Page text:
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J Pediatr (Rio J). 2007 May;83(2 Suppl):S54-63.

New guidelines for the clinical management of febrile neutropenia and sepsis in pediatric oncology patients.

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Universidade de São Paulo, São Paulo, SP, Brazil.



To provide a foundation for the diagnostic, prophylactic and therapeutic management of febrile neutropenia and sepsis in children with oncological diseases, with special attention to new protocols and guidelines.


A review of the scientific literature utilizing an electronic bibliographic search on MEDLINE, Medscape, SciELO, Google, Cochrane and PubMED using the keywords febrile, neutropenic, cancer, children, sepsis, intensive, care. Articles published between 1987 and 2007 were selected, with preference given to review articles, protocols, systematic reviews, epidemiological studies, task force recommendations and phase III clinical trials. Consensus documents published by the Infectious Diseases Society of America, the Center for Diseases Control and the Infectious Diseases Working Party of the German Society of Hematology and Oncology, in addition to the recommendations of the World Federation of Pediatric Intensive and Critical Care Societies and Society of Critical Care Medicine, were also reviewed.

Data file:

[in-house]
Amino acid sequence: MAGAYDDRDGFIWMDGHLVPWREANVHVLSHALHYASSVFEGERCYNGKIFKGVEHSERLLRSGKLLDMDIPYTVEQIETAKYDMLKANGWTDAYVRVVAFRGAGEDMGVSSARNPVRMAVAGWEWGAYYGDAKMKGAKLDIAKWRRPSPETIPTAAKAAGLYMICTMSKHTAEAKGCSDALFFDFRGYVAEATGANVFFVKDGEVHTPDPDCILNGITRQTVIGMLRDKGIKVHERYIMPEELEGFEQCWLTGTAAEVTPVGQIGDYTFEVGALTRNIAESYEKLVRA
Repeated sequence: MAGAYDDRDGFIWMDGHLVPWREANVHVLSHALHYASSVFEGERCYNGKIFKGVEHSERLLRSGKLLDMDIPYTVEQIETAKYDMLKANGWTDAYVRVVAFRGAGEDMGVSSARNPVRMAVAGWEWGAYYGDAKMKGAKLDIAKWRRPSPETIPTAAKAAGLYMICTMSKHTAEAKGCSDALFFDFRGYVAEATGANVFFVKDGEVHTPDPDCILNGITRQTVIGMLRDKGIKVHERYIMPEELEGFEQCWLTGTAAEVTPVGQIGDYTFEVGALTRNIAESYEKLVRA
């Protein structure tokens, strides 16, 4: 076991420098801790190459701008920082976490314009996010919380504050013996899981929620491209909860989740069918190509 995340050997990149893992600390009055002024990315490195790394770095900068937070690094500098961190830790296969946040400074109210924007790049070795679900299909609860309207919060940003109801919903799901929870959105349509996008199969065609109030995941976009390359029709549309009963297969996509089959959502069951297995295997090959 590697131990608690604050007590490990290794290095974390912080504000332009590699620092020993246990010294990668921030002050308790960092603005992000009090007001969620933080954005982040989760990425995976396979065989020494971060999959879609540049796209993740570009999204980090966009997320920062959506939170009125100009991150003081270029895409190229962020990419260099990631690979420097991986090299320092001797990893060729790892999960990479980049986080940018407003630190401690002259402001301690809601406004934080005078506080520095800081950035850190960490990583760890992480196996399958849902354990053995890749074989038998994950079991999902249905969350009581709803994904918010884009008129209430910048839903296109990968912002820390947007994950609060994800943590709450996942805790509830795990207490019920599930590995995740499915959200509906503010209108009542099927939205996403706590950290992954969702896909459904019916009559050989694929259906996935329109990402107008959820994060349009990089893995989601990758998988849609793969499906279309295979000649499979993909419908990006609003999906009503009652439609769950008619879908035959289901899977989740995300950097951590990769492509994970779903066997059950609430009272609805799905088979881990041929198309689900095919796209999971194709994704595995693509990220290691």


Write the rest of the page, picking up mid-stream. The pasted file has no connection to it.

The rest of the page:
The use of aggressive chemotherapy regimens, bone marrow transplantation and intensive care resources have increased the survival rates of children with cancer and also their infectious morbidity, with septic complications as the principal cause of mortality. Several risk factors have been identified, such as neutropenia, oncology type, clinical signs and inflammatory response markers (polymerase chain reaction, procalcitonin) and also increased resistance to antimicrobials and antifungal agents. Protocols for risk classification, diagnosis and treatment should be established at each service, taking into account the microbiological flora of each population. Pediatric intensive care has increased the short and long-term survival of these patients.


Oncology patients are particularly vulnerable to infectious complications. Early identification and treatment are fundamental to improving survival rates.

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